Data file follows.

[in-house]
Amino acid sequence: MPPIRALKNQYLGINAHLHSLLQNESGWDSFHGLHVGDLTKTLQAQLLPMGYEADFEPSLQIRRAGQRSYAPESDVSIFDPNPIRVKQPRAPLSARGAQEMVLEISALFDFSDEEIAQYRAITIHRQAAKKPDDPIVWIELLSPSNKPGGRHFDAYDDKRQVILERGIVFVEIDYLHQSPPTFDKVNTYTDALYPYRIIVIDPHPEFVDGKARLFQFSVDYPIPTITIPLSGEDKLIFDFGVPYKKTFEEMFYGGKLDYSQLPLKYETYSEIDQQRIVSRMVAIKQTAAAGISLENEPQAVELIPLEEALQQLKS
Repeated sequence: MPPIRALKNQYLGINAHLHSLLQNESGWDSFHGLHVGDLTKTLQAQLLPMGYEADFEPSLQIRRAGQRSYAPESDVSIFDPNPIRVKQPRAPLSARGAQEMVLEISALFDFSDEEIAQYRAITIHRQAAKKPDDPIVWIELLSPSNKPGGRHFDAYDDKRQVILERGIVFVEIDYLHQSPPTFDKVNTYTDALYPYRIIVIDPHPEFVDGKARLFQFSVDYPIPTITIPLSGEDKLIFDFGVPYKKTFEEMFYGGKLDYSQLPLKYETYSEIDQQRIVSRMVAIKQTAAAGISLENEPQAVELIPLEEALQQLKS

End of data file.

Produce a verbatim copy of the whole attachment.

[in-house]
Amino acid sequence: MPPIRALKNQYLGINAHLHSLLQNESGWDSFHGLHVGDLTKTLQAQLLPMGYEADFEPSLQIRRAGQRSYAPESDVSIFDPNPIRVKQPRAPLSARGAQEMVLEISALFDFSDEEIAQYRAITIHRQAAKKPDDPIVWIELLSPSNKPGGRHFDAYDDKRQVILERGIVFVEIDYLHQSPPTFDKVNTYTDALYPYRIIVIDPHPEFVDGKARLFQFSVDYPIPTITIPLSGEDKLIFDFGVPYKKTFEEMFYGGKLDYSQLPLKYETYSEIDQQRIVSRMVAIKQTAAAGISLENEPQAVELIPLEEALQQLKS
Repeated sequence: MPPIRALKNQYLGINAHLHSLLQNESGWDSFHGLHVGDLTKTLQAQLLPMGYEADFEPSLQIRRAGQRSYAPESDVSIFDPNPIRVKQPRAPLSARGAQEMVLEISALFDFSDEEIAQYRAITIHRQAAKKPDDPIVWIELLSPSNKPGGRHFDAYDDKRQVILERGIVFVEIDYLHQSPPTFDKVNTYTDALYPYRIIVIDPHPEFVDGKARLFQFSVDYPIPTITIPLSGEDKLIFDFGVPYKKTFEEMFYGGKLDYSQLPLKYETYSEIDQQRIVSRMVAIKQTAAAGISLENEPQAVELIPLEEALQQLKS